While a 2,000 kilometer range limit would include Israel and Saudi Arabia, in addition to numerous U.S. bases in the region, Iran’s focus on conventional solid-fueled missiles suggests they are indeed aimed at regional deterrence – as opposed to long-range missile development that could threaten Europe or the U.S. mainland. Such a shift also meshes with Iran’s signing of the JCPOA, which ensures Iran’s missile program cannot be fitted with nuclear warheads. This is a positive that could be built upon through deft diplomacy, or undermined via diplomatic sabotage.

Pressure Is Unlikely to Change, and May Even Reinforce, Iran’s Missile Calculus

Director of National Intelligence Daniel Coats stated in the annual Worldwide Threats Report this week that Iran “has the largest inventory of ballistic missiles in the Middle East.” Yet, Iran’s competitors are not without missile inventories that match or exceed Iran’s capabilities. Saudi Arabia reportedly maintains dozens of missiles capable of striking Iran, with a maximum range of 2,650 kilometers. Israel is believed to possess both a sizable nuclear arsenal and ballistic missiles capable of traveling up to 6,500 kilometers. Moreover, Iran lacks a modern air force due to a continuing arms embargo and is outspent militarily by Saudi Arabia at a 5:1 rate.

While Iran may prove willing to negotiate over the range of its missiles or confidence building measures with other states if the JCPOA is adhered to, Iran views its missile program as a regional deterrent that is central to its national defense doctrine. Sanctions have not altered that calculus and major arms buildups among Iran’s neighbors have likely strengthened it.

Much of this doctrine stems from Iran’s experience in the Iran-Iraq war, when Iran was almost completely isolated within the region and globally as the world turned a blind eye and even aided Saddam Hussein’s chemical attacks on Iran. Moreover, while Hussein was able to target missiles at Iranian cities from within Iraq, Iran had no similar deterrence or response capability. Iranian Foreign Minister Javad Zarif has stated that Iran needs its missile program “to prevent another Saddam Hussein around the corner attacking us with chemical weapons because the international community has failed miserably in protecting the Iranian people.” The development of a conventional deterrent and response capability is one that has broad support within Iran across political divides. Unless the U.S. and international community engages on the fundamental issues at the heart of Iran’s missile calculus, no amount of sanctions or regional arms sales will succeed in altering it.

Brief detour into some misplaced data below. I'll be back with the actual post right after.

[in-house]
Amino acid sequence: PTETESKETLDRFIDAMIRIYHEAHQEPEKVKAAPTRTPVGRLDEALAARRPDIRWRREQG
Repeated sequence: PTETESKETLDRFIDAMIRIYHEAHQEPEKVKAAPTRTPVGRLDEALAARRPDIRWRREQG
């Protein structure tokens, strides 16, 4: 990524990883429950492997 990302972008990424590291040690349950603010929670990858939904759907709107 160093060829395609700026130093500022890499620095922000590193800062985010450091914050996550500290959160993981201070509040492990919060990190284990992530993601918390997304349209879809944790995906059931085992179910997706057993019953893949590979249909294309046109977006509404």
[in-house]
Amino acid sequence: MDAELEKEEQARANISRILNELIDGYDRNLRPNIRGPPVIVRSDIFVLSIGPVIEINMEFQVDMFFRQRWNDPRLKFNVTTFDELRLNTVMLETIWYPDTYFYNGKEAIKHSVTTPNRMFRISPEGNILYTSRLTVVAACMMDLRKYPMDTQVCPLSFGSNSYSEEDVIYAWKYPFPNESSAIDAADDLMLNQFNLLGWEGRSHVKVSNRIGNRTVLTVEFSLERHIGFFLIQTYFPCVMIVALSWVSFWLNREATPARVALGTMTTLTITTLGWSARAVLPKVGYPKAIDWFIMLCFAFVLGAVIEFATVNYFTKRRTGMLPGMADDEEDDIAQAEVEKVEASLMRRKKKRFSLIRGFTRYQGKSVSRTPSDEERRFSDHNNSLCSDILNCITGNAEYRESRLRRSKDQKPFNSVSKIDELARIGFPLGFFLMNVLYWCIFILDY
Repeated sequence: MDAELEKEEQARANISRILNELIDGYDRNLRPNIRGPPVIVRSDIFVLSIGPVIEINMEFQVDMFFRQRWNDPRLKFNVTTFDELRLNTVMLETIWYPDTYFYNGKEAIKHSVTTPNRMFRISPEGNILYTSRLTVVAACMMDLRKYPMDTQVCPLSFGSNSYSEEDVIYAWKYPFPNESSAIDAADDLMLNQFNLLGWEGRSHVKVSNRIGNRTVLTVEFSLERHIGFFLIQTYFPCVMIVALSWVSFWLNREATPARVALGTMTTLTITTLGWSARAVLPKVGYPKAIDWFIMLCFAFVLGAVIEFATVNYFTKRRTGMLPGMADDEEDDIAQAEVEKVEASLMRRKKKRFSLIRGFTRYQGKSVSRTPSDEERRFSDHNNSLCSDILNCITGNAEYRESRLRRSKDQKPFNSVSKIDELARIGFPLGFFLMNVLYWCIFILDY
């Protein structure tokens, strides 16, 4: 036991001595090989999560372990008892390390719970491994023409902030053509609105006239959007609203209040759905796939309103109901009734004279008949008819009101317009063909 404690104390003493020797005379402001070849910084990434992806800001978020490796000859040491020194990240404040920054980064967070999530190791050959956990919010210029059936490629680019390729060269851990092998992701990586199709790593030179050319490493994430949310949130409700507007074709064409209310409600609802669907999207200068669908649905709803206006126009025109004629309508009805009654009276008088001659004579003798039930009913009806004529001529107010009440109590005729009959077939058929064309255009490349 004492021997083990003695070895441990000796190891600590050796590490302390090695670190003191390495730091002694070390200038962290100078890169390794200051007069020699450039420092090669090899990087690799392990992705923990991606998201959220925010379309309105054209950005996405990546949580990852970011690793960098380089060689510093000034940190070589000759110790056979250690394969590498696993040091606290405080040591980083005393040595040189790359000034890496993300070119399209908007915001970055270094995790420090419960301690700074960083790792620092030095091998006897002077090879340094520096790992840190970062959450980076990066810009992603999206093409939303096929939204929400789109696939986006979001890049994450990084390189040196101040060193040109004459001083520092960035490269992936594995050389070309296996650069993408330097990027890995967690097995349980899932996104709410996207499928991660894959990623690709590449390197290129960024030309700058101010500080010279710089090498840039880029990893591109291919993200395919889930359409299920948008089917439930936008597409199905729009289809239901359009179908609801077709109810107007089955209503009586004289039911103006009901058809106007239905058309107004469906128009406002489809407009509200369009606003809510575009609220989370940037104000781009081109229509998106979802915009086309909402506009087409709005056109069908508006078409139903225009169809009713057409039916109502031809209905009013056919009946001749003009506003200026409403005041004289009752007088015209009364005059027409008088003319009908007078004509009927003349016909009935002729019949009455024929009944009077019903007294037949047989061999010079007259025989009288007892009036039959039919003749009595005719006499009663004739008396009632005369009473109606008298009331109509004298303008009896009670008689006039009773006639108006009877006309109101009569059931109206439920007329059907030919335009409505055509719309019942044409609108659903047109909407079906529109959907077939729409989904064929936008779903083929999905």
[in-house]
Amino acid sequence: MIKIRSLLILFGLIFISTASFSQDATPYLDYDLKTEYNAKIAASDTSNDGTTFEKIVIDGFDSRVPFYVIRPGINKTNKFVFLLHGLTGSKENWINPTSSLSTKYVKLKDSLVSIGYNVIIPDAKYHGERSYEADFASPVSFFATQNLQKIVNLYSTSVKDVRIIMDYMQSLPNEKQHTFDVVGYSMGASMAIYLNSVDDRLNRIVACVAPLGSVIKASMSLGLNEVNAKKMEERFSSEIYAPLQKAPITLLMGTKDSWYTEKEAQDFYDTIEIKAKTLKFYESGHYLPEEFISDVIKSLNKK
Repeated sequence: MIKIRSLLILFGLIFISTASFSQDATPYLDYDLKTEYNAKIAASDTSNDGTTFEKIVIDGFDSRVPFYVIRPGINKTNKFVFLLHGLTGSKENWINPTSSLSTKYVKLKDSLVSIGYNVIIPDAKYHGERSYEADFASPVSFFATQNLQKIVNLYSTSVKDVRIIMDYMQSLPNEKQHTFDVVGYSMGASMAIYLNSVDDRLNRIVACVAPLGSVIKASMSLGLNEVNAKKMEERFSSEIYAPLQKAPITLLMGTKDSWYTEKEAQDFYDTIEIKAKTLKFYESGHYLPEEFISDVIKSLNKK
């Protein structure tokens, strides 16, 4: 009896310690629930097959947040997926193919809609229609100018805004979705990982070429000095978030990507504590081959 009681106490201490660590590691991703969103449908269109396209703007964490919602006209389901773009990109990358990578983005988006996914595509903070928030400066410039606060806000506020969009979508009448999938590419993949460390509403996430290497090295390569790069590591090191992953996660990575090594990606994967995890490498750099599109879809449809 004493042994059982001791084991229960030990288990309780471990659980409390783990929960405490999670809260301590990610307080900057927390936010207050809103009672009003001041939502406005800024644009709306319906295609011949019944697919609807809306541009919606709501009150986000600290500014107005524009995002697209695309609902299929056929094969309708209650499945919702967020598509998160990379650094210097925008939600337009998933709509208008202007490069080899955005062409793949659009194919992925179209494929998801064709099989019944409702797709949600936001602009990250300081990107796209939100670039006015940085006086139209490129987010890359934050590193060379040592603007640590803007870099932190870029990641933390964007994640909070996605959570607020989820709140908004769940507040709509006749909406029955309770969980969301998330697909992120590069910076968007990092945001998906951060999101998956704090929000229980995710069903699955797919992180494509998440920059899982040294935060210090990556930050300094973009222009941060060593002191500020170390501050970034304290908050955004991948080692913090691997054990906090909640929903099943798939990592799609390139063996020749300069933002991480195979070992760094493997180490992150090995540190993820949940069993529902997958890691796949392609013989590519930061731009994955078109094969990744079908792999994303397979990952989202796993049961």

Iran’s Missile Testing Has Remained Sporadic

There were only a handful of confirmed reports of Iranian missile launches in 2017. These include:

  • Iran test-fired a medium-range ballistic missile January 29;
  • Iran test-fired a pair of short-range ballistic missiles in early March;
  • Iran launched eight missiles at ISIS (a U.S. enemy) on June 18 in response to a terror attack in Tehran;

While President Trump took to Twitter to allege another Iranian missile launch September 23, this report was actually based on old video of the January test. Further, while Iran test-fired a Simorgh satellite rocket July 27 amid passage of Congressional sanctions targeting Iran’s missile program, that rocket is not designed to be capable of reentering the atmosphere and thus has limited military applications.

It is noteworthy that the July 27 launch appears to be the last undertaken by Iran – a testing pause of more than six months that has extended into 2018. In roughly the same period, the U.S. Navy has reported a significant lapse in dangerous run-ins with the IRGC in the Persian Gulf. While these trends should be monitored, it appears possible that Iran is attempting to avoid giving the U.S. a pretext to sabotage the JCPOA and turn Europe against Iran.